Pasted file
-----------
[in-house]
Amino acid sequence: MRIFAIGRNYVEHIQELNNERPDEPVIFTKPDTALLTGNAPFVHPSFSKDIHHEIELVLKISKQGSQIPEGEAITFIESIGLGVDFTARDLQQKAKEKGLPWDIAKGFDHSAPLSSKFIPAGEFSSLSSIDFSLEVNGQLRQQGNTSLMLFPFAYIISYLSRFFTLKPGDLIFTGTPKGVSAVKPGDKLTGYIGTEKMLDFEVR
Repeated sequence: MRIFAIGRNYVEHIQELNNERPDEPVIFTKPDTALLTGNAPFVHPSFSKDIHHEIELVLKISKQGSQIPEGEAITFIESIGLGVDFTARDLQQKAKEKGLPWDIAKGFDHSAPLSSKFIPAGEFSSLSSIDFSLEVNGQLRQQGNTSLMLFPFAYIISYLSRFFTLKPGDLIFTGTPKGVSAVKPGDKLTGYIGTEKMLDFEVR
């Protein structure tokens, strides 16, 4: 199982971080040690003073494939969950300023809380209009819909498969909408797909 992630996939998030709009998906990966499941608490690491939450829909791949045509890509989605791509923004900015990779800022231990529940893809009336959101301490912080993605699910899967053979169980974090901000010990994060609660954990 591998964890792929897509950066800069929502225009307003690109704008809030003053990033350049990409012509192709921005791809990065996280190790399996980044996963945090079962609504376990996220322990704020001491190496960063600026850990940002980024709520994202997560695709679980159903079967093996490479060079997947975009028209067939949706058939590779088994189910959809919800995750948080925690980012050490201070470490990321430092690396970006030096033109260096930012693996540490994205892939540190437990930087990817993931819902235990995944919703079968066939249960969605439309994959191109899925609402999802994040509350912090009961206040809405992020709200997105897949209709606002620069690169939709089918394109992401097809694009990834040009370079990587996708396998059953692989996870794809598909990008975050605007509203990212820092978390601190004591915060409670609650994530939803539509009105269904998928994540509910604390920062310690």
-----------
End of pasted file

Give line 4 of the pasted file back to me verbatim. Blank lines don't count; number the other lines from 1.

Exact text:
């Protein structure tokens, strides 16, 4: 199982971080040690003073494939969950300023809380209009819909498969909408797909 992630996939998030709009998906990966499941608490690491939450829909791949045509890509989605791509923004900015990779800022231990529940893809009336959101301490912080993605699910899967053979169980974090901000010990994060609660954990 591998964890792929897509950066800069929502225009307003690109704008809030003053990033350049990409012509192709921005791809990065996280190790399996980044996963945090079962609504376990996220322990704020001491190496960063600026850990940002980024709520994202997560695709679980159903079967093996490479060079997947975009028209067939949706058939590779088994189910959809919800995750948080925690980012050490201070470490990321430092690396970006030096033109260096930012693996540490994205892939540190437990930087990817993931819902235990995944919703079968066939249960969605439309994959191109899925609402999802994040509350912090009961206040809405992020709200997105897949209709606002620069690169939709089918394109992401097809694009990834040009370079990587996708396998059953692989996870794809598909990008975050605007509203990212820092978390601190004591915060409670609650994530939803539509009105269904998928994540509910604390920062310690």